On Historical Contextualisation: Some Critical Socio-Legal Reflections
Lorie Charlesworth
Crimes and Misdemeanours : Deviance and the Law in Historical Perspective , 2007,
Abstract: This article examines the relationship of historico-legal studies to the wider context of socio-legal studies. It issues a challenge to rethink the nature and role of legal history in the light of socio-legal theory and the extent to which it out to be used by legal scholars. The discussion explores the benefits to socio-legal studies of interdisciplinarity. It suggests that historical reconstructions that contextualise the law should be properly acknowledged as a subgenre at least of the socio-legal movement, not simply perceived as an add-on methodology.
Patterns of Polymorphism and Demographic History in Natural Populations of Arabidopsis lyrata
Jeffrey Ross-Ibarra, Stephen I. Wright, John Paul Foxe, Akira Kawabe, Leah DeRose-Wilson, Gesseca Gos, Deborah Charlesworth, Brandon S. Gaut
PLOS ONE , 2008, DOI: 10.1371/journal.pone.0002411
Abstract: Background Many of the processes affecting genetic diversity act on local populations. However, studies of plant nucleotide diversity have largely ignored local sampling, making it difficult to infer the demographic history of populations and to assess the importance of local adaptation. Arabidopsis lyrata, a self-incompatible, perennial species with a circumpolar distribution, is an excellent model system in which to study the roles of demographic history and local adaptation in patterning genetic variation. Principal Findings We studied nucleotide diversity in six natural populations of Arabidopsis lyrata, using 77 loci sampled from 140 chromosomes. The six populations were highly differentiated, with a median FST of 0.52, and structure analysis revealed no evidence of admixed individuals. Average within-population diversity varied among populations, with the highest diversity found in a German population; this population harbors 3-fold higher levels of silent diversity than worldwide samples of A. thaliana. All A. lyrata populations also yielded positive values of Tajima's D. We estimated a demographic model for these populations, finding evidence of population divergence over the past 19,000 to 47,000 years involving non-equilibrium demographic events that reduced the effective size of most populations. Finally, we used the inferred demographic model to perform an initial test for local adaptation and identified several genes, including the flowering time gene FCA and a disease resistance locus, as candidates for local adaptation events. Conclusions Our results underscore the importance of population-specific, non-equilibrium demographic processes in patterning diversity within A. lyrata. Moreover, our extensive dataset provides an important resource for future molecular population genetic studies of local adaptation in A. lyrata.
A Gradual Process of Recombination Restriction in the Evolutionary History of the Sex Chromosomes in Dioecious Plants
Michael Nicolas,Gabriel Marais,Vladka Hykelova,Bohuslav Janousek,Valérie Laporte,Boris Vyskot,Dominique Mouchiroud,Ioan Negrutiu,Deborah Charlesworth,Fran?oise Monéger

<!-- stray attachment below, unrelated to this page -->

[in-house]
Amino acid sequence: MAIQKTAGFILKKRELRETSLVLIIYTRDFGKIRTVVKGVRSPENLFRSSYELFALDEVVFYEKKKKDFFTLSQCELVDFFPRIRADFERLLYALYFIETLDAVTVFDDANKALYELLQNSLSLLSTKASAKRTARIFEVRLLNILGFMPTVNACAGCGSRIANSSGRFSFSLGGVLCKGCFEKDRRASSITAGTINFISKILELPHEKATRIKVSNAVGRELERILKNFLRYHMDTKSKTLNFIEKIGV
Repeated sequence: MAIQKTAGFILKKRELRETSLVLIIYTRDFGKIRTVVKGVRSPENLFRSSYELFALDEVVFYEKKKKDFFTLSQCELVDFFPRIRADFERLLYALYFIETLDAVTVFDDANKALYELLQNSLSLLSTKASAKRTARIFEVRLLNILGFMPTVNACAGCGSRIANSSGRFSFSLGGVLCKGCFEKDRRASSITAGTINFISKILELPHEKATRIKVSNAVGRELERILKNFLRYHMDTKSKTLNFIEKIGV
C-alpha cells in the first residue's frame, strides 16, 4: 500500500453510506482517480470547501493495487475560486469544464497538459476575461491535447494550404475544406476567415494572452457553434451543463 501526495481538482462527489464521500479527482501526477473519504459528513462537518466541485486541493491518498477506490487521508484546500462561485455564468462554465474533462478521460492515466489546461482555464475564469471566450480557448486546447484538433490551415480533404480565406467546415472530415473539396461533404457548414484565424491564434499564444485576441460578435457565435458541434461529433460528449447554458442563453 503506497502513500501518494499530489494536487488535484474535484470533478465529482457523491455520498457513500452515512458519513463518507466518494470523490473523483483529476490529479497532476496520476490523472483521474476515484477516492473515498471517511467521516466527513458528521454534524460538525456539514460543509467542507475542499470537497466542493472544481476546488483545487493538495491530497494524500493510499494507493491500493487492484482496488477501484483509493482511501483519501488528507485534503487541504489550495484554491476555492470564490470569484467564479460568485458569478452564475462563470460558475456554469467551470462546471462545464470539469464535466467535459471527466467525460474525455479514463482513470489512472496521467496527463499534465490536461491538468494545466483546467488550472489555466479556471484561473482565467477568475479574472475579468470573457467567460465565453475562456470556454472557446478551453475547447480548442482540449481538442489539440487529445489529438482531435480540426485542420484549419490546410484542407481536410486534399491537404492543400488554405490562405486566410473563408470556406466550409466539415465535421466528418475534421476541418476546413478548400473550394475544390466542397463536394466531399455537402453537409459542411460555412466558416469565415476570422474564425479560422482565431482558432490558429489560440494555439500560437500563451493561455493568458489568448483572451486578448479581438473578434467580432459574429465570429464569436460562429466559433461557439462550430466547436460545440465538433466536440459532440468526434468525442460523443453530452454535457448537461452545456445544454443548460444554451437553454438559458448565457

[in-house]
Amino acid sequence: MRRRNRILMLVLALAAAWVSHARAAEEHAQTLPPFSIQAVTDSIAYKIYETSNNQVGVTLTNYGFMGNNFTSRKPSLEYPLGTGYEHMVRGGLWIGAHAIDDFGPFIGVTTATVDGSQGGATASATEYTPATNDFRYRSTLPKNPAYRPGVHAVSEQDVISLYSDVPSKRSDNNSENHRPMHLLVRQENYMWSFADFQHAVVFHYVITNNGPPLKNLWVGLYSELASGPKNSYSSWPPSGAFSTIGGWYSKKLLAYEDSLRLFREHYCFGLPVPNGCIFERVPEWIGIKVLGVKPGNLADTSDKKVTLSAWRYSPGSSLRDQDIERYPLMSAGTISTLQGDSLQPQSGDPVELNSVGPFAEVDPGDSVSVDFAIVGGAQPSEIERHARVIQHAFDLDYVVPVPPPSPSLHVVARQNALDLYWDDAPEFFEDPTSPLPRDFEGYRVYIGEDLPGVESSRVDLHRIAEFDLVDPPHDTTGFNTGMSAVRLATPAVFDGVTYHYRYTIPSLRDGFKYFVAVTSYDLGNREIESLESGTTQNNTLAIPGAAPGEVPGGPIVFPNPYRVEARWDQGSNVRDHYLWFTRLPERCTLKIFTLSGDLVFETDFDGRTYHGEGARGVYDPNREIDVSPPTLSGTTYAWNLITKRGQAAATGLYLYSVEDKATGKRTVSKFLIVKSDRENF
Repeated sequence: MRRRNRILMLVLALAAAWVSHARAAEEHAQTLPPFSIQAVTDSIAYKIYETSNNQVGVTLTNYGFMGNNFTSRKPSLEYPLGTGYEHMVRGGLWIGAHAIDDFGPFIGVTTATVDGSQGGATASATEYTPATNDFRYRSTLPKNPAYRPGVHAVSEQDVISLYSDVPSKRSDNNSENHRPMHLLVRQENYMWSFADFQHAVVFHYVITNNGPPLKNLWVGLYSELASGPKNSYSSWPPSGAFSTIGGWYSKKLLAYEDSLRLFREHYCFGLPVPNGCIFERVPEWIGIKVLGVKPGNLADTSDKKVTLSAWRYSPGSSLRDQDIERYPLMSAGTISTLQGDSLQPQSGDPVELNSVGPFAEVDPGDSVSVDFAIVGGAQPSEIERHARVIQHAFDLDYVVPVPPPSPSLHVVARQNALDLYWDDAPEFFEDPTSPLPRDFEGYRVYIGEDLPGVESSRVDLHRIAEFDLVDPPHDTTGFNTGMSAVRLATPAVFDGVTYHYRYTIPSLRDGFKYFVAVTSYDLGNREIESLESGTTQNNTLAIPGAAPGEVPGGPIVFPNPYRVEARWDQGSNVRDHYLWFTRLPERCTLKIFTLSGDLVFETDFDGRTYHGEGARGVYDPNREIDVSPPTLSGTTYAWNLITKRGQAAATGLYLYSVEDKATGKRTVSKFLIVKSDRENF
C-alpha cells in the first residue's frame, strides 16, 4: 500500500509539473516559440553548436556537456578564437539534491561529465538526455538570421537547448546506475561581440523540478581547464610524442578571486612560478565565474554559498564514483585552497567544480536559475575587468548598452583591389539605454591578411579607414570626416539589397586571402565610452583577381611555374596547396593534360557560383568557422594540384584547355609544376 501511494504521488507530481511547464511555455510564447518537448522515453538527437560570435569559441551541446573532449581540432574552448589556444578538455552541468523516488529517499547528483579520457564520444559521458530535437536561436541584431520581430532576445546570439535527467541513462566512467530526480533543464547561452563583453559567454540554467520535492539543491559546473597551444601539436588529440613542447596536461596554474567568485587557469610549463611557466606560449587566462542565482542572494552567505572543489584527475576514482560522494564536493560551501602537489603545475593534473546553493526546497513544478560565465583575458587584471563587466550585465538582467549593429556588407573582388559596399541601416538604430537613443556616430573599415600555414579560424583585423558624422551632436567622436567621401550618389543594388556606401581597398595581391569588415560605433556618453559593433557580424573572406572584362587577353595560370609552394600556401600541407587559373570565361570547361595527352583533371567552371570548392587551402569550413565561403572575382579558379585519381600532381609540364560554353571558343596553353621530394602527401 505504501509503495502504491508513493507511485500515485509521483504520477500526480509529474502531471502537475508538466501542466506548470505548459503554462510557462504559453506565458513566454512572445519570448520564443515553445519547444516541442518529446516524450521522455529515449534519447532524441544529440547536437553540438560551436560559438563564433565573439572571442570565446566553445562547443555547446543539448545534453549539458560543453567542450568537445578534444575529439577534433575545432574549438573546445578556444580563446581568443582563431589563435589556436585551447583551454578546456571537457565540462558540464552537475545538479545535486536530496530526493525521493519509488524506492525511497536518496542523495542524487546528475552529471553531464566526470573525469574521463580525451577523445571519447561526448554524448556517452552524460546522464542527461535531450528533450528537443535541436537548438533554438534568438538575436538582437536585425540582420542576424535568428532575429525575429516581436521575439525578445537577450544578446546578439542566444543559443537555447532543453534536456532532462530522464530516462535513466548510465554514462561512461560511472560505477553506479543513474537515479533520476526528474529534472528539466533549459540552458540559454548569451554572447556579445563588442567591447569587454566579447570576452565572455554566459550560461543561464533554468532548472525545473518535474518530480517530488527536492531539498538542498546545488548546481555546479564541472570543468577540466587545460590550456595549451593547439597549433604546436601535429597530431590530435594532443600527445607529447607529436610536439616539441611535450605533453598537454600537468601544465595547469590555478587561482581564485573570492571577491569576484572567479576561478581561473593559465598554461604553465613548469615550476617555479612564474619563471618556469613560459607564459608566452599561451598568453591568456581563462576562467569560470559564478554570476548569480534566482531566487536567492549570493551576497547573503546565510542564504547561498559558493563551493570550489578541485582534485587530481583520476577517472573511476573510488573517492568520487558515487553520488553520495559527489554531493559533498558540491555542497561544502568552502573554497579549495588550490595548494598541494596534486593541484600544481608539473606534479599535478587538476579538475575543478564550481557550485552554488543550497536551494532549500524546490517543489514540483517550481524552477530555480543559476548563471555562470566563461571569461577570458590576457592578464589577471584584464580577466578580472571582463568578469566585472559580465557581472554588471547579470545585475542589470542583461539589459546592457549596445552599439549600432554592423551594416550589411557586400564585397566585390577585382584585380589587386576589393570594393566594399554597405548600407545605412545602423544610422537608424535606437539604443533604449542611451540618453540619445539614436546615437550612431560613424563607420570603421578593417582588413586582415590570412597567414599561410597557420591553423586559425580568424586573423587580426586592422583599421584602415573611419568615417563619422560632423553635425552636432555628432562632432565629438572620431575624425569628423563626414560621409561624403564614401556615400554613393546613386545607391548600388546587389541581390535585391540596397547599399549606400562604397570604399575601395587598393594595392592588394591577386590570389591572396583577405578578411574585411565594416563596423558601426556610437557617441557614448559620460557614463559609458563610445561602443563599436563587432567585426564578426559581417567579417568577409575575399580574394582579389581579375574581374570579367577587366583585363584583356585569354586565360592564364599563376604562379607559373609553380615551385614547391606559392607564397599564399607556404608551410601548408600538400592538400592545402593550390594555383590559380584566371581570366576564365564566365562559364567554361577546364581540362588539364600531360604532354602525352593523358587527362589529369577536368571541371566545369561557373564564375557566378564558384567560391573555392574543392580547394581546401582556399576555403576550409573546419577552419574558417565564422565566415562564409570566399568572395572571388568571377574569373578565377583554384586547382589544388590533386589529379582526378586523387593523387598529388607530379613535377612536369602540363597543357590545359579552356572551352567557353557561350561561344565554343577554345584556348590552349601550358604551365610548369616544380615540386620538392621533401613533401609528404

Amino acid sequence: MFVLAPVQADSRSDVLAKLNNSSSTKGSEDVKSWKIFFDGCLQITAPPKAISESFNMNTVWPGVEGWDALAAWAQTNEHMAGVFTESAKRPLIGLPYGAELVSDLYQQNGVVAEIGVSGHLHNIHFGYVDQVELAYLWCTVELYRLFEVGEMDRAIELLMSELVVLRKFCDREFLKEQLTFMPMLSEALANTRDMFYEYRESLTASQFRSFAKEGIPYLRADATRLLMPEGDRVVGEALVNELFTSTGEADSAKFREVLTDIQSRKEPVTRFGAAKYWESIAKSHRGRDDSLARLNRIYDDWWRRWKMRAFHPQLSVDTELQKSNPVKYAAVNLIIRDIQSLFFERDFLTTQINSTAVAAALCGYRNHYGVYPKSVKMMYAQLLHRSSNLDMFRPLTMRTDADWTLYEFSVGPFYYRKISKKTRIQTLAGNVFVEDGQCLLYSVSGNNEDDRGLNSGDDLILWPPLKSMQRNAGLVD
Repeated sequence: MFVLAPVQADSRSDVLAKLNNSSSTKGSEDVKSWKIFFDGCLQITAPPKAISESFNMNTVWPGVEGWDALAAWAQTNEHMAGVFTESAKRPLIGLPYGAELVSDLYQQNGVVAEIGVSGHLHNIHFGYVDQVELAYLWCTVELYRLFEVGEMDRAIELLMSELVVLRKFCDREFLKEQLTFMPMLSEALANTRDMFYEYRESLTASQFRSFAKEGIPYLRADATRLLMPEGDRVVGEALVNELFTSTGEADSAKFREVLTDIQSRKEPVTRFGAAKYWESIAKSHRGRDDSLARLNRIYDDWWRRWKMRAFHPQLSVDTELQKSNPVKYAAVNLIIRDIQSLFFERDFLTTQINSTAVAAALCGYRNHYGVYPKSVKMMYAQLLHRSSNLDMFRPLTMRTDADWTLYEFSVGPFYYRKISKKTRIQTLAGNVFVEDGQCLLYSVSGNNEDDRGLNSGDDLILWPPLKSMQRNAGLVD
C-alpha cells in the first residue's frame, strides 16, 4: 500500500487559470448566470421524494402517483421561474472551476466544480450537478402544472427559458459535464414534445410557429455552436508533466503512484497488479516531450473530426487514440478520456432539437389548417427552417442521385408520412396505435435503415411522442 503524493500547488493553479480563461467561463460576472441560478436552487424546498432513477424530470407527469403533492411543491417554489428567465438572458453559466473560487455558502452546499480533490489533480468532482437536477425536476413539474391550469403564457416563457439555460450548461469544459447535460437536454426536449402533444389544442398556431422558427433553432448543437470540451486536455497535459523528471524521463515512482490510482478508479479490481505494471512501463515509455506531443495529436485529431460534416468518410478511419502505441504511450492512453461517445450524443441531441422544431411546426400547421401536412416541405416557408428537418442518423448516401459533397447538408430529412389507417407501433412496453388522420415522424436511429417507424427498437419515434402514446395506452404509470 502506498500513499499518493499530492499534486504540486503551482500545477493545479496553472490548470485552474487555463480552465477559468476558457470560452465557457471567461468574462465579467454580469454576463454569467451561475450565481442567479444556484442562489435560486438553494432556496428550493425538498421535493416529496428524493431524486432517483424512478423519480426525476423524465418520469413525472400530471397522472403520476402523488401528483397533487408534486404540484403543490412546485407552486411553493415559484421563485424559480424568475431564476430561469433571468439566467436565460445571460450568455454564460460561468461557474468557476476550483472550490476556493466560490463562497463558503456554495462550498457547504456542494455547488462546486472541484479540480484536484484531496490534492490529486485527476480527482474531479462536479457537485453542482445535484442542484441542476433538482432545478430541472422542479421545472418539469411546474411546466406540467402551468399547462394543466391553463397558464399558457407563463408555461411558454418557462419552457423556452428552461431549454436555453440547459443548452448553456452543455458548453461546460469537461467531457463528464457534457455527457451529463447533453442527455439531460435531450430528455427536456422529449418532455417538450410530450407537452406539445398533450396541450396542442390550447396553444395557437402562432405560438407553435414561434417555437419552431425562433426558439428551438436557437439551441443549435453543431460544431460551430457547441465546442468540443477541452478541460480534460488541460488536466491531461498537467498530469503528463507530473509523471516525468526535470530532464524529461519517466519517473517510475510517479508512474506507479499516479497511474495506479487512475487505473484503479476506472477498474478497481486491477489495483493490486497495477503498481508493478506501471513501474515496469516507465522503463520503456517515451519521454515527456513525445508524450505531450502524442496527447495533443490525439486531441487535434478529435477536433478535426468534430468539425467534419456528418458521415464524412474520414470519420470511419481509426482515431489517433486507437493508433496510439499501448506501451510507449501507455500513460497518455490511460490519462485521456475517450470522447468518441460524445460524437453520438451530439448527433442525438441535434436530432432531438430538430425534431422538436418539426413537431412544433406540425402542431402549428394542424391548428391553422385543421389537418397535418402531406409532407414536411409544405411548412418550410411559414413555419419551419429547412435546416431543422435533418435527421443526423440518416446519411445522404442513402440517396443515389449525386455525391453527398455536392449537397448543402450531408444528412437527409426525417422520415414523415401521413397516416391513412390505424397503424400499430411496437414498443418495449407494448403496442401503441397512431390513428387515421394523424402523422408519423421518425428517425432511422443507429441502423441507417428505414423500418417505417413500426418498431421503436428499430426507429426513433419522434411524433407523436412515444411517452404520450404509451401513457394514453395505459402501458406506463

PLOS Biology , 2012, DOI: 10.1371/journal.pbio.0030004
Abstract: To help understand the evolution of suppressed recombination between sex chromosomes, and its consequences for evolution of the sequences of Y-linked genes, we have studied four X-Y gene pairs, including one gene not previously characterized, in plants in a group of closely related dioecious species of Silene which have an X-Y sex-determining system (S. latifolia, S. dioica, and S. diclinis). We used the X-linked copies to build a genetic map of the X chromosomes, with a marker in the pseudoautosomal region (PAR) to orient the map. The map covers a large part of the X chromosomes—at least 50 centimorgans. Except for a recent rearrangement in S. dioica, the gene order is the same in the X chromosomes of all three species. Silent site divergence between the DNA sequences of the X and Y copies of the different genes increases with the genes' distances from the PAR, suggesting progressive restriction of recombination between the X and Y chromosomes. This was confirmed by phylogenetic analyses of the four genes, which also revealed that the least-diverged X-Y pair could have ceased recombining independently in the dioecious species after their split. Analysis of amino acid replacements vs. synonymous changes showed that, with one possible exception, the Y-linked copies appear to be functional in all three species, but there are nevertheless some signs of degenerative processes affecting the genes that have been Y-linked for the longest times. Although the X-Y system evolved quite recently in Silene (less than 10 million years ago) compared to mammals (about 320 million years ago), our results suggest that similar processes have been at work in the evolution of sex chromosomes in plants and mammals, and shed some light on the molecular mechanisms suppressing recombination between X and Y chromosomes.
Towards a complete sequence of the human Y chromosome
Doris Bachtrog, Brian Charlesworth
Genome Biology , 2001, DOI: 10.1186/gb-2001-2-5-reviews1016